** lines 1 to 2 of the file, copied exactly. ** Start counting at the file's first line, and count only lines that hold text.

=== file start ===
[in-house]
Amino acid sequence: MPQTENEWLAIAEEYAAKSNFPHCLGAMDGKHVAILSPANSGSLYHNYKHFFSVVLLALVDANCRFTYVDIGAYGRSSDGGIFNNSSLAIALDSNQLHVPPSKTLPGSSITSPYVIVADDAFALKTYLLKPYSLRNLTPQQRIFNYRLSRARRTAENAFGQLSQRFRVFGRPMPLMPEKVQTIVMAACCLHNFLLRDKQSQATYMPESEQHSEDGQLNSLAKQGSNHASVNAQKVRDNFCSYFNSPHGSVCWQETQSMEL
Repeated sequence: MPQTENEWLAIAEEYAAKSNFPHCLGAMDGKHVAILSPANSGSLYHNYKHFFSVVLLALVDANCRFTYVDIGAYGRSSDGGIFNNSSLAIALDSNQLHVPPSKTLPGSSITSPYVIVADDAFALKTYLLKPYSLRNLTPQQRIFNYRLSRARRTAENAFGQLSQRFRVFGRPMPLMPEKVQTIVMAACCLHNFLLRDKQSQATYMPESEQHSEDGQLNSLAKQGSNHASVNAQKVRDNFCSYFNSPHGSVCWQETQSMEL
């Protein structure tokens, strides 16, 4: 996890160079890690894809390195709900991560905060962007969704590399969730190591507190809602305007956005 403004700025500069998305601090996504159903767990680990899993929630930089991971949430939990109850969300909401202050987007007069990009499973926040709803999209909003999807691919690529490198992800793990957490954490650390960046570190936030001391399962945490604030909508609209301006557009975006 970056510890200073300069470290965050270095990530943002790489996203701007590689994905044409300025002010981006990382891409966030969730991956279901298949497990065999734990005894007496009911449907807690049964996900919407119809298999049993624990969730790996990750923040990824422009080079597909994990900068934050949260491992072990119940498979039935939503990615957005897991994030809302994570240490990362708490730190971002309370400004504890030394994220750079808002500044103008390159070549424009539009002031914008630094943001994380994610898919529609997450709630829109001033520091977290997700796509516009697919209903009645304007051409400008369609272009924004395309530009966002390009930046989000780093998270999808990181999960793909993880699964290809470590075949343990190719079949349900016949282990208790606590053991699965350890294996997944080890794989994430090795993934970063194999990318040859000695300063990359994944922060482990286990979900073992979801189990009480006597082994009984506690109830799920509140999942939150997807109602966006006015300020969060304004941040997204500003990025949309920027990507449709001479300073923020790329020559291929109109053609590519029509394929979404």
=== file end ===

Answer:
[in-house]
Amino acid sequence: MPQTENEWLAIAEEYAAKSNFPHCLGAMDGKHVAILSPANSGSLYHNYKHFFSVVLLALVDANCRFTYVDIGAYGRSSDGGIFNNSSLAIALDSNQLHVPPSKTLPGSSITSPYVIVADDAFALKTYLLKPYSLRNLTPQQRIFNYRLSRARRTAENAFGQLSQRFRVFGRPMPLMPEKVQTIVMAACCLHNFLLRDKQSQATYMPESEQHSEDGQLNSLAKQGSNHASVNAQKVRDNFCSYFNSPHGSVCWQETQSMEL